Q&A with Pup Architects
Learn more about the team behind the bold and playful bespoke stage in our new open-air venue, The Yard - Pup Architects, what inspired their design and how they created it.
‘Good design goes beyond pure function – it has the ability to communicate and to embody a spirit of a place.’
– Pup Architects
If you’ve visited us recently, you can’t have missed the latest architectural addition to our site – a bold and playful structure standing tall above the old flint wall. The brightly coloured bespoke stage was designed and constructed ahead of our upcoming programme of outdoor events, for our new open-air venue, The Yard.
We caught up with the team behind the design, London-based architecture and design trio, Chloë Leen, Theo Molloy and Steve Wilkinson – also known as Pup Architects.
Tell us a little bit about Pup Architects…
We did our first project together in 2012 whilst we were still studying and have worked together since then – we formed the company 4 years ago. Despite being a small studio, we like to keep a broad reach of project types from private homes to masterplans, public buildings, exhibitions and interiors. In recent years we’ve built an experimental rooftop pavilion clad in drinks packaging; designed a masterplan of a 1 hectare Victorian dock site in East London, and completed a major refurbishment and public landscaping of Surrey Docks Farm – a city farm in Rotherhithe. At the moment we’re working on a number of private homes as well as a new building for a charity specialising in outsider art in Margate.
What do you value in good design, and what things are important to you when creating a design?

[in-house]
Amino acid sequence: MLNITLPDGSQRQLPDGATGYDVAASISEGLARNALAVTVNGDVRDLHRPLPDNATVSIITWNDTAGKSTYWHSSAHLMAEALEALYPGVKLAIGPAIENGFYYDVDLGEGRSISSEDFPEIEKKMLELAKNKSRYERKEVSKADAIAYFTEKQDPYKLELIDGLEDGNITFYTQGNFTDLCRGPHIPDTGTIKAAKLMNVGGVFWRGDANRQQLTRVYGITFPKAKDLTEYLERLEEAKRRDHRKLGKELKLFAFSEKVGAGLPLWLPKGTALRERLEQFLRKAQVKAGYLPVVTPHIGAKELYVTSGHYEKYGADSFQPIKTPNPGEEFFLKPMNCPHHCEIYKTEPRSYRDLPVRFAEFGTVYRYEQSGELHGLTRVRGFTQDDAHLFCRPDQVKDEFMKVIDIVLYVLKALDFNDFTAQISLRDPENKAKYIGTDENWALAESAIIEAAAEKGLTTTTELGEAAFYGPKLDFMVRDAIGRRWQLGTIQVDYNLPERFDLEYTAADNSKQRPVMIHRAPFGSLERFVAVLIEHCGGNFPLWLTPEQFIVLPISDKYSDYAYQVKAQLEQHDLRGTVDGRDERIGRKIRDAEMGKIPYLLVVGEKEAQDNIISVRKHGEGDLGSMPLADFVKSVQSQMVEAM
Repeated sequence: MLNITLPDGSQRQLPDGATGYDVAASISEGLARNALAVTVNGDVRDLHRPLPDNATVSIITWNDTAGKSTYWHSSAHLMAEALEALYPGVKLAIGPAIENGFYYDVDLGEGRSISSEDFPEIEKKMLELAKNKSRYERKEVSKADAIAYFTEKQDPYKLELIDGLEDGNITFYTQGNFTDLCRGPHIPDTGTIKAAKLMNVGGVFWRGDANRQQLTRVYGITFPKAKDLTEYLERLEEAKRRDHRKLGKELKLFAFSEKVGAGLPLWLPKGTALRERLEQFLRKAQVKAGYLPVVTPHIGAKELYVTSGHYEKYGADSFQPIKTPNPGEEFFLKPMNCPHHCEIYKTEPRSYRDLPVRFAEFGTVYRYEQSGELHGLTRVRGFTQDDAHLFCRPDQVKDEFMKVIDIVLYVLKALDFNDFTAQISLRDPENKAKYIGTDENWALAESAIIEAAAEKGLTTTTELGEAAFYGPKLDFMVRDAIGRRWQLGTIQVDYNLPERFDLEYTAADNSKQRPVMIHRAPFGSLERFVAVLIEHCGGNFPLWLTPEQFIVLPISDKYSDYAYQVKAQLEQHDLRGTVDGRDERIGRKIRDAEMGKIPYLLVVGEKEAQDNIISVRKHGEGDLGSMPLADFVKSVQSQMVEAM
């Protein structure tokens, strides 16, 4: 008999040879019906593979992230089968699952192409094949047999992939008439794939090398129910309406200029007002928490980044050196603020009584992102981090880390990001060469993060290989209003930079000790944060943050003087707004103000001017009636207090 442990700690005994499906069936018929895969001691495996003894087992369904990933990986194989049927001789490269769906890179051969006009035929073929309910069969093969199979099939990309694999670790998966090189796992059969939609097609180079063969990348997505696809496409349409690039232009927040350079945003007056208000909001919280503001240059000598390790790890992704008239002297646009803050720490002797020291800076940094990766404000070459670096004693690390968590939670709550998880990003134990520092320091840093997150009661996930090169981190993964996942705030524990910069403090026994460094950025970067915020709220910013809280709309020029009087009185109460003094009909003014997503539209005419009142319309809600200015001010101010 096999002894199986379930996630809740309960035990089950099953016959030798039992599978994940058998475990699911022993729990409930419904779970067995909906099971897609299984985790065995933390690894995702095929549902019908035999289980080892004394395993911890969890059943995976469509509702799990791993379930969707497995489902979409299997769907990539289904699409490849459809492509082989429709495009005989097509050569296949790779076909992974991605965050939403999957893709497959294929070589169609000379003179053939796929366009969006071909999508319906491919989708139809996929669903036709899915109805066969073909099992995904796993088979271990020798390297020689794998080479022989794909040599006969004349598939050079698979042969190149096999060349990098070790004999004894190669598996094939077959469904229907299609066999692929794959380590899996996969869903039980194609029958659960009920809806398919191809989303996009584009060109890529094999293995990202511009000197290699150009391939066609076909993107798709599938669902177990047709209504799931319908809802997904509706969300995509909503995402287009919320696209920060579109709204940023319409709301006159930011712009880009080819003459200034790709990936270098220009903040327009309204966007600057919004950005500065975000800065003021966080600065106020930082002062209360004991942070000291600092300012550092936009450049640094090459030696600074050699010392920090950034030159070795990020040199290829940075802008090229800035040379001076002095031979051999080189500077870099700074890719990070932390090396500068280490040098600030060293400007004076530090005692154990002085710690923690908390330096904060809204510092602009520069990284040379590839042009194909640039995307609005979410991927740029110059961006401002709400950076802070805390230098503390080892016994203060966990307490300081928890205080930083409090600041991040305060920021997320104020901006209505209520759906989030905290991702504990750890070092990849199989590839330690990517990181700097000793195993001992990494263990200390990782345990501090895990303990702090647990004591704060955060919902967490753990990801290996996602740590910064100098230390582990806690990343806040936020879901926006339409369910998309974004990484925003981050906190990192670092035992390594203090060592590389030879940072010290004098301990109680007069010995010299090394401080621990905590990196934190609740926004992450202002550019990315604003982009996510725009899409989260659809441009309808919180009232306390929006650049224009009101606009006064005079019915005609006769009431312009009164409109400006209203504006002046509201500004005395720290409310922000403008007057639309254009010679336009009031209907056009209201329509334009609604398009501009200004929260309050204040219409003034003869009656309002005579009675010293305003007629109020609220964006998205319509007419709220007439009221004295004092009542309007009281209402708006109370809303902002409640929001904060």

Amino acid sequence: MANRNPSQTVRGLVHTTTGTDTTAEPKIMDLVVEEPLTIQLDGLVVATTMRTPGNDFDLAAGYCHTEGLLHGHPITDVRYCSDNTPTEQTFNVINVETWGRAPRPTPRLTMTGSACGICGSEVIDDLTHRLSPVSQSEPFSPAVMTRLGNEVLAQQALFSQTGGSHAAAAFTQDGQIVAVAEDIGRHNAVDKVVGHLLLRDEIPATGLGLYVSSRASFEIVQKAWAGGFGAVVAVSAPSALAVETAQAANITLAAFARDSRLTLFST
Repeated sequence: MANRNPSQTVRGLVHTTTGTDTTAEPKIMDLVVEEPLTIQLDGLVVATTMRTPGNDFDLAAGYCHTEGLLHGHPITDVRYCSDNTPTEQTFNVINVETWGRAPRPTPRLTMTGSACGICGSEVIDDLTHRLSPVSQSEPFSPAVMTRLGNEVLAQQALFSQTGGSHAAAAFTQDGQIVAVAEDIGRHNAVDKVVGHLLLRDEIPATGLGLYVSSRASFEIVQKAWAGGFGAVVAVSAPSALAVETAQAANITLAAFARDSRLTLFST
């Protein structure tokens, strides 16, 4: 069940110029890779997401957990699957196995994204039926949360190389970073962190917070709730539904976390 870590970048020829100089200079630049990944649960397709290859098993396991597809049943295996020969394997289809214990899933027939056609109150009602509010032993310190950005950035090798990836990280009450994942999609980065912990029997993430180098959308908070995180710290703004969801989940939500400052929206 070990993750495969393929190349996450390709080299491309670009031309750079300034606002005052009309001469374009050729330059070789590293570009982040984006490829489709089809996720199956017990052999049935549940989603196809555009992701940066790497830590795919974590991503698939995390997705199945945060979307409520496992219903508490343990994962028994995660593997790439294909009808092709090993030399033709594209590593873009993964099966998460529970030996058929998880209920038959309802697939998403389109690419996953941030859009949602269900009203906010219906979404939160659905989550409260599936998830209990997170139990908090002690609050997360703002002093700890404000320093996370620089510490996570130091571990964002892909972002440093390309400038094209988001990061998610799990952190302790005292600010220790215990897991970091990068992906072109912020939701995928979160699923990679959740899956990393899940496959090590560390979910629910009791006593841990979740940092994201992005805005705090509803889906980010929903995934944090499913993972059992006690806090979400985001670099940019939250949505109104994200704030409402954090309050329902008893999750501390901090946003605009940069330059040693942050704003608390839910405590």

Good design goes beyond pure function – it has the ability to communicate and to embody a spirit of a place, use or community. We are committed to integrating sustainable values in all of our work, which encompasses how things are made, material choices, where they come from, and what happens to them afterwards.
What inspired your design for the new stage?
The structure of the stage is really inspired by the amazing big roofs of the local barns, which are a strong part of the Sussex vernacular. We like the simplicity and straightforwardness of this kind of agricultural architecture, and the stage is imagined as half a barn roof opened up to the yard and the audience. The colours of the cladding are of course inspired by the amazing interiors of Charleston itself. Like the house we wanted the stage to reflect a sense of exuberance and vibrancy and to create a strong backdrop for the summer of events.
Tell us about the materials used in this design, and your building methods?
The materials used in temporary projects can quickly become waste once their use is over. We addressed this by using only solid timber construction, fixed together with bolts and screws. Sustainably sourced timber is one of the lowest carbon materials to build with. We designed it to be easy to construct, and timber as the end-waste will be low-impact – it quite simply can biodegrade.
We chose the paint supplier, Colour Makes People Happy in Lewes for their natural and eco-friendly approach to paint-making; as well as for their great range of colours. They use non-toxic ingredients including chalk and linseed oil sourced from the South Downs.
You didn’t just design the stage, you built it yourselves – do you enjoy being hands on with the build?